VOSOT, or: What We Do When No One Is Watching

Watch this industry long enough (and you won’t have to watch for very long) and you’ll realize that a lot of films fall through the cracks of distribution and release.  The reasons vary – sometimes it’s business, sometimes it’s personal, and sometimes it’s somewhere in the middle.  Sometimes they’re good films stuck in limbo through no real fault, and sometimes they star Eddie Murphy.

And sometimes one of those “vanished” films can surprise you.

VOSOT could have been one of those films you never heard of again.  The last feature from writer/director Brett William Mauser, its fate was left uncertain after he left the industry to return to his education (his company soon followed, as Ponderous Productions closed its doors in March).  No one could be blamed for wondering if we’d ever see that final film.

But the show went on, and on April 8, Mauser’s most personal film premiered to a packed house.

Inspired by Mauser’s life in the South Texas news market, VOSOT (for “Voice Over/Sound On Tape”) is at once a satire and a tutorial.  Set in a fictional Texas TV station, the film leads viewers through a typical day in the typical life of a typical news team, through the eyes of someone who has seen it all: photographer Bryce Walker (Justin Riley).

As Bryce shows us everything that goes into choosing, producing, and broadcasting news stories, the industry’s terms are explained to us through a very clever visual device that I won’t spoil here.  And as we learn more about the station’s methods and madness, VOSOT offers pointed commentary about what the news industry has become.

Despite that point of view, the film’s tone is less biting than bemused.  That’s partly because it seldom preaches, but it’s also because, like the newscast it depicts, VOSOT is driven by personalities.  Its humor and its message are grounded in its characters; in who they are when the cameras are on, and when they’re off; and in what they do with (and to) each other.  And the News 22 team has some memorable characters.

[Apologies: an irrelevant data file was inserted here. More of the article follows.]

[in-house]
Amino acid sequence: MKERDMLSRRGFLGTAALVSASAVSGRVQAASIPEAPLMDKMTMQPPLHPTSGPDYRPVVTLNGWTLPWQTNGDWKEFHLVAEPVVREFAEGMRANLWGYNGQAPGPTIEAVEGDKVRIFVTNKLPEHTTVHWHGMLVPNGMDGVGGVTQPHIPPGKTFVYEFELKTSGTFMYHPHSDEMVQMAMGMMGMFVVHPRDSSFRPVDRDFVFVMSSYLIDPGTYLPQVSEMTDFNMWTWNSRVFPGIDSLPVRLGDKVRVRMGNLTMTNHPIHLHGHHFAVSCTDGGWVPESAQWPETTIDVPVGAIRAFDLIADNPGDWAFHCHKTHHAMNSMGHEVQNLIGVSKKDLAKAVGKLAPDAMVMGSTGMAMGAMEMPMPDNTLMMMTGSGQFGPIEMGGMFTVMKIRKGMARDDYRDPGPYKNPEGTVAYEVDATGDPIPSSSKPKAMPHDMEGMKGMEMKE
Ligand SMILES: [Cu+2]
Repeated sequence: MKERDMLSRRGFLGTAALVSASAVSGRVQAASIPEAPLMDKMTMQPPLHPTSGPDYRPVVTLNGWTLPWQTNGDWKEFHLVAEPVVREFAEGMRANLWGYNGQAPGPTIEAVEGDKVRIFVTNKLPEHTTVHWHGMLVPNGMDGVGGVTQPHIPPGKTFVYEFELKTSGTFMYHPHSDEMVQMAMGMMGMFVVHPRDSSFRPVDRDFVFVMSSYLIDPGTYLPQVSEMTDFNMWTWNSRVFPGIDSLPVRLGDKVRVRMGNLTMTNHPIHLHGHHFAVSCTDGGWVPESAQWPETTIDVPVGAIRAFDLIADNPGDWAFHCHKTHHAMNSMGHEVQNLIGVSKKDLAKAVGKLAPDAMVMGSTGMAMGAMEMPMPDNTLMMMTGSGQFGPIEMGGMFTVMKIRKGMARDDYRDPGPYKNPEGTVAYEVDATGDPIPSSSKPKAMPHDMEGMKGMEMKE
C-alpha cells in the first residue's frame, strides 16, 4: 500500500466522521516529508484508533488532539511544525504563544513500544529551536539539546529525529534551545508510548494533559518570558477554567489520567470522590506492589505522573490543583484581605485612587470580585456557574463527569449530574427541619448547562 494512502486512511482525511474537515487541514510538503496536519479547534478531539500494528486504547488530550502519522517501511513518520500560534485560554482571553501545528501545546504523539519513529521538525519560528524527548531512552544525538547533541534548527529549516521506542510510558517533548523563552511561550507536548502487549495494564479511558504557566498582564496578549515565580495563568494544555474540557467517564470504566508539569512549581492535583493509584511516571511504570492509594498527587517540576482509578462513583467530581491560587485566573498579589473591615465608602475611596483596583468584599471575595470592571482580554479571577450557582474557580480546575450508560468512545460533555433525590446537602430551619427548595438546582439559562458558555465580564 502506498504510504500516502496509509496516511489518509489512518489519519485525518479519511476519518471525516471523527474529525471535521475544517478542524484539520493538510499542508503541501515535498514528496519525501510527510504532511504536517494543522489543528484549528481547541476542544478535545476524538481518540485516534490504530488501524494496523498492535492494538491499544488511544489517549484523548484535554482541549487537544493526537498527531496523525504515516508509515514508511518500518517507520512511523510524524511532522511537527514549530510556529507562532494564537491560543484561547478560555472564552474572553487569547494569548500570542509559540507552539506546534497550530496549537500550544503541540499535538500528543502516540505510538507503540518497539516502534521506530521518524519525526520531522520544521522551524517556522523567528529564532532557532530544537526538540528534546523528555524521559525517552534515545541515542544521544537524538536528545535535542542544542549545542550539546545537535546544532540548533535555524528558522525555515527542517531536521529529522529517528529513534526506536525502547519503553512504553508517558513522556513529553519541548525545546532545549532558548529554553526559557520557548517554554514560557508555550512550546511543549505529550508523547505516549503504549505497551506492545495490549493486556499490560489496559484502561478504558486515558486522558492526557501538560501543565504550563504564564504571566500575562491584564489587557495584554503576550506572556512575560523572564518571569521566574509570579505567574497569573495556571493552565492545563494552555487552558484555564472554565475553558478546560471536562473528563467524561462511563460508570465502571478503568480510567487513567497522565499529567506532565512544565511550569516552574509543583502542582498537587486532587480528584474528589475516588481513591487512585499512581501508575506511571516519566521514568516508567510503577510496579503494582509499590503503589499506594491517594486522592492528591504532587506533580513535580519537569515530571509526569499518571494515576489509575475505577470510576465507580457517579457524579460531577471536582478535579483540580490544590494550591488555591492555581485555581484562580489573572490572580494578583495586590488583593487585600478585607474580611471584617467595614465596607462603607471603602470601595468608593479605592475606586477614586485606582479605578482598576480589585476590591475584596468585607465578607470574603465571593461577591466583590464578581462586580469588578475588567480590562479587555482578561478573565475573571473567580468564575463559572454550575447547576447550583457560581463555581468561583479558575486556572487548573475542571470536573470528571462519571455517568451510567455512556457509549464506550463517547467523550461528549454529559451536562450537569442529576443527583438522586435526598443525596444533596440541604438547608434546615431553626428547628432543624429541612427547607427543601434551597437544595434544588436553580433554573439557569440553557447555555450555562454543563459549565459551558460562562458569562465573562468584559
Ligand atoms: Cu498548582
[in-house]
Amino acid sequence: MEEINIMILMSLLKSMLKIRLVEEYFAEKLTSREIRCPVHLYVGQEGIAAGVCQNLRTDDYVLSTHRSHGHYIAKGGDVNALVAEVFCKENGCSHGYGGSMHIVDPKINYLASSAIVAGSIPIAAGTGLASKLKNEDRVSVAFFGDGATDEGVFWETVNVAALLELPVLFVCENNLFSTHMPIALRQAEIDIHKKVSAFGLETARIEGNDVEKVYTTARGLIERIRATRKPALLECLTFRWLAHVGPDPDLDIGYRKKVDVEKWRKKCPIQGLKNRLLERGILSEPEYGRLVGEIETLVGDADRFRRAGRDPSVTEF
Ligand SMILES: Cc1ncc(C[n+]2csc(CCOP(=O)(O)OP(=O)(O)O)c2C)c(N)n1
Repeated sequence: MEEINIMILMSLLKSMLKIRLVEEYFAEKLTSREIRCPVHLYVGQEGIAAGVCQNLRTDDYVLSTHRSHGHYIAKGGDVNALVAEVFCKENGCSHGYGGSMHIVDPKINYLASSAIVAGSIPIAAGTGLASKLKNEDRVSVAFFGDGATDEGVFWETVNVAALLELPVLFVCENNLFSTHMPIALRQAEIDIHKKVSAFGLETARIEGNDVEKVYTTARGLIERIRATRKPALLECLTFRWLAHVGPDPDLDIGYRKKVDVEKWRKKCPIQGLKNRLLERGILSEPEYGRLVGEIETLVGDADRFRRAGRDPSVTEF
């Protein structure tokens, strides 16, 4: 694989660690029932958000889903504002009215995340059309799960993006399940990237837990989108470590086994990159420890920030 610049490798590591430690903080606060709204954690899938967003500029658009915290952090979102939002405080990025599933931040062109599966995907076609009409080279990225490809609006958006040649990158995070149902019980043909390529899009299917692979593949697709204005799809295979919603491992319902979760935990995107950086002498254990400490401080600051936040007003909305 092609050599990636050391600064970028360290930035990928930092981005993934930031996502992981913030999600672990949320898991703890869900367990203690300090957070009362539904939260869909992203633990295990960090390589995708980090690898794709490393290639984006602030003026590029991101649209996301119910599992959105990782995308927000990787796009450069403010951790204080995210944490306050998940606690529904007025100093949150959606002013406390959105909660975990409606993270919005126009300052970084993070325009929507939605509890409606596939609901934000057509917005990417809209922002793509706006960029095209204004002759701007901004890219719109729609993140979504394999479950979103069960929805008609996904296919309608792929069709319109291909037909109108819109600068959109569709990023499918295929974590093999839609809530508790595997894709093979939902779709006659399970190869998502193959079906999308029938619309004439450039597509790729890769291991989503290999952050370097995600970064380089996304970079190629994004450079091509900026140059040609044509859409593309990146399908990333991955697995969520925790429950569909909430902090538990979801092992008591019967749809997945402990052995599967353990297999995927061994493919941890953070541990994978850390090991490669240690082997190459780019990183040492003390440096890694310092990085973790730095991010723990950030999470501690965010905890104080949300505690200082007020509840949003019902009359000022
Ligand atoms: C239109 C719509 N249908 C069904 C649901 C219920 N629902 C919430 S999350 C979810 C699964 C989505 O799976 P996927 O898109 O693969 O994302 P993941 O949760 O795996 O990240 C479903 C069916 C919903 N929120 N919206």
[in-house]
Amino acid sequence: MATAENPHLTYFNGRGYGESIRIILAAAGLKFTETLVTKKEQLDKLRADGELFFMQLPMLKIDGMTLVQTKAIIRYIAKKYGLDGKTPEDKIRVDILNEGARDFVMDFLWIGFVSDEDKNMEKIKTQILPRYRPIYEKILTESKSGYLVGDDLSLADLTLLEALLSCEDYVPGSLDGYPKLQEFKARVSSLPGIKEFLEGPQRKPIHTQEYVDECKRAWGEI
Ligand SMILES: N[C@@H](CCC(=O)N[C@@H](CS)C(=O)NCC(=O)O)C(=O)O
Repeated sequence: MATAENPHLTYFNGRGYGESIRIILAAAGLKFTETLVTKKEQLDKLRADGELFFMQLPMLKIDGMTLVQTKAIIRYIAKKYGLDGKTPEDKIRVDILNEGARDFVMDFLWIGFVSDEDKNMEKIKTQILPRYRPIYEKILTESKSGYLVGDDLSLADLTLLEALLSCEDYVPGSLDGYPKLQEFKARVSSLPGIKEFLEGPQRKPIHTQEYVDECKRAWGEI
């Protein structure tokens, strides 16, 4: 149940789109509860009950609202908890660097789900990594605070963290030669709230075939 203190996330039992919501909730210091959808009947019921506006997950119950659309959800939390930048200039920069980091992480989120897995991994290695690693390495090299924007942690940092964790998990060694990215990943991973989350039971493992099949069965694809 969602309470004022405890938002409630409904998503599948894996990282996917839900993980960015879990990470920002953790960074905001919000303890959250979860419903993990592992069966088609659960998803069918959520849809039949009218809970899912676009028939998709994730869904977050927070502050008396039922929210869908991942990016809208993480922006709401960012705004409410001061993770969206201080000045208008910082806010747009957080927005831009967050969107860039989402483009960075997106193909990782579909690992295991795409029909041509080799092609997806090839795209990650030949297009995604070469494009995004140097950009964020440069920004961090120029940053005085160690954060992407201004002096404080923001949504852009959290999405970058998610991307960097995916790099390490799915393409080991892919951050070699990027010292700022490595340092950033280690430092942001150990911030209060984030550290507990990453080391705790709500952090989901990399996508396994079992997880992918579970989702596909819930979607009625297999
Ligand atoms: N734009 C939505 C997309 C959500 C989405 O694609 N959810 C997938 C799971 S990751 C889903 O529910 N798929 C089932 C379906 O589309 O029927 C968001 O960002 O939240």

Steve Highland (Craig Rainey), “The Face”, rules his desk and his station with an iron hairdo, and little else in his head.  His partner, Sally Wallace (Sally Colombo), is all too eager to take down her co-anchor, and anyone else who catches her at the wrong time.  Mark Johnson (the ever reliable Marc Daratt) thinks he’s a hard-hitting investigative reporter, but usually ends up just hard-hit instead.  Speedo model/reporter Ricardo Ramirez (Everette Henderson) is News 22’s rico suave, much to the annoyance of weathergirl Jessica Reigns (Aisha Love, whose facial reactions are priceless).  Assignments editor Barney (Tim Poynter) knows a great story better than anybody, but is cursed with a tone-deaf news director (Kirk Harrison).  Samantha Gordon (Pamela D. Hardy) would like to tell a great story, but instead has to make do with the same old scraps.  And as the station’s Creative Services department, Brett (Mauser) and Brad (Bradley Bates) are the film’s Ben Pierce and John McIntyre, staying sane by embracing insanity.

Those names are just part of a much larger cast; collectively they’re all terrific (including Mike Roberts, whose cameo as an old-school anchor is especially poignant).  And in this ensemble, two characters and performances stand out.

Maggie Tyler, the harridan of News 22, is a terror to everyone she works with, most of all the depressed cameraman Lenny, whose great curse is to always be assigned to her on her bad days (which seem to happen seven days a week).  Their scenes together have an energy and chemistry that elevates the entire film, and it’s to the actors’ credit, and to Mauser’s for casting them.  Anyone who knows Taylor James Johnson personally will be blown away by his performance as Lenny.  There’s none of the filmmaker’s usual spirit; instead, there’s only someone who may have once been a functional person, laying bare his neurosis in a monologue worthy of Spalding Gray.

Then there’s Maggie.  Nikki Young.  And the character brings out the best in the actress, whether she’s tearing through scenes and characters like a juggernaut, or giving the reporter a subtle and unexpected depth in her rare quiet moments.  Nikki’s performance is at once over the top and surprisingly human, and I think it’s some of her strongest screen work.

That’s true of the film as a whole.  It’s smart, it’s funny, it’s both outrageous and grounded, and it has heart.  VOSOT may be Brett Mauser’s last film, but it could also be his best.

If you weren’t there for the screening, I hope you’ll get a chance to see it for yourself.  It might be one of those films that surprise you.

Thank you as always for reading.  Until the next time, “be seeing you…”

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